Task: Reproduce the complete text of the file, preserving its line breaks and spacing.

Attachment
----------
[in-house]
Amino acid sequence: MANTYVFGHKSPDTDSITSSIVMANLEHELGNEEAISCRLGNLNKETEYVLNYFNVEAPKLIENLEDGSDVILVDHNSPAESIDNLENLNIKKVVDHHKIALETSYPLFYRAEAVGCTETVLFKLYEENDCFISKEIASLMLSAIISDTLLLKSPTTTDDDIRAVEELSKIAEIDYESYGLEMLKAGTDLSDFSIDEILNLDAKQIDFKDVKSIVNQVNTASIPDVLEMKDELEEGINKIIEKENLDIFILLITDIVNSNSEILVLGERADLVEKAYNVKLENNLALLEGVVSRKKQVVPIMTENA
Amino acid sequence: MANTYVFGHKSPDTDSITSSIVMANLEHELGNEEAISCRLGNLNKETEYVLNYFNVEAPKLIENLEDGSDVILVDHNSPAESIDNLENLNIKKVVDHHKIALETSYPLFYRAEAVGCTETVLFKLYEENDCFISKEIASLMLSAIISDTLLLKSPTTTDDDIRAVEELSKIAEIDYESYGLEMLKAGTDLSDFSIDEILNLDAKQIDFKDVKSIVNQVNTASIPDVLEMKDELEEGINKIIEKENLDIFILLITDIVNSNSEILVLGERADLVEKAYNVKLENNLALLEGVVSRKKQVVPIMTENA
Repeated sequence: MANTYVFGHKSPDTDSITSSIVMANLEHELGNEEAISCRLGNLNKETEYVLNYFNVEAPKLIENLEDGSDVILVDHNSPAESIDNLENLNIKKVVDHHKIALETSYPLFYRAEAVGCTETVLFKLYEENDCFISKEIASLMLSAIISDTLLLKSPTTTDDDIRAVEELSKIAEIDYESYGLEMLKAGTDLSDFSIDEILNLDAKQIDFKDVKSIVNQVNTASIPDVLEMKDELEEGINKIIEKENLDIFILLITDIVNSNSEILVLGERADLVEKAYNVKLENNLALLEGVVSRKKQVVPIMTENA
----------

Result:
[in-house]
Amino acid sequence: MANTYVFGHKSPDTDSITSSIVMANLEHELGNEEAISCRLGNLNKETEYVLNYFNVEAPKLIENLEDGSDVILVDHNSPAESIDNLENLNIKKVVDHHKIALETSYPLFYRAEAVGCTETVLFKLYEENDCFISKEIASLMLSAIISDTLLLKSPTTTDDDIRAVEELSKIAEIDYESYGLEMLKAGTDLSDFSIDEILNLDAKQIDFKDVKSIVNQVNTASIPDVLEMKDELEEGINKIIEKENLDIFILLITDIVNSNSEILVLGERADLVEKAYNVKLENNLALLEGVVSRKKQVVPIMTENA
Amino acid sequence: MANTYVFGHKSPDTDSITSSIVMANLEHELGNEEAISCRLGNLNKETEYVLNYFNVEAPKLIENLEDGSDVILVDHNSPAESIDNLENLNIKKVVDHHKIALETSYPLFYRAEAVGCTETVLFKLYEENDCFISKEIASLMLSAIISDTLLLKSPTTTDDDIRAVEELSKIAEIDYESYGLEMLKAGTDLSDFSIDEILNLDAKQIDFKDVKSIVNQVNTASIPDVLEMKDELEEGINKIIEKENLDIFILLITDIVNSNSEILVLGERADLVEKAYNVKLENNLALLEGVVSRKKQVVPIMTENA
Repeated sequence: MANTYVFGHKSPDTDSITSSIVMANLEHELGNEEAISCRLGNLNKETEYVLNYFNVEAPKLIENLEDGSDVILVDHNSPAESIDNLENLNIKKVVDHHKIALETSYPLFYRAEAVGCTETVLFKLYEENDCFISKEIASLMLSAIISDTLLLKSPTTTDDDIRAVEELSKIAEIDYESYGLEMLKAGTDLSDFSIDEILNLDAKQIDFKDVKSIVNQVNTASIPDVLEMKDELEEGINKIIEKENLDIFILLITDIVNSNSEILVLGERADLVEKAYNVKLENNLALLEGVVSRKKQVVPIMTENA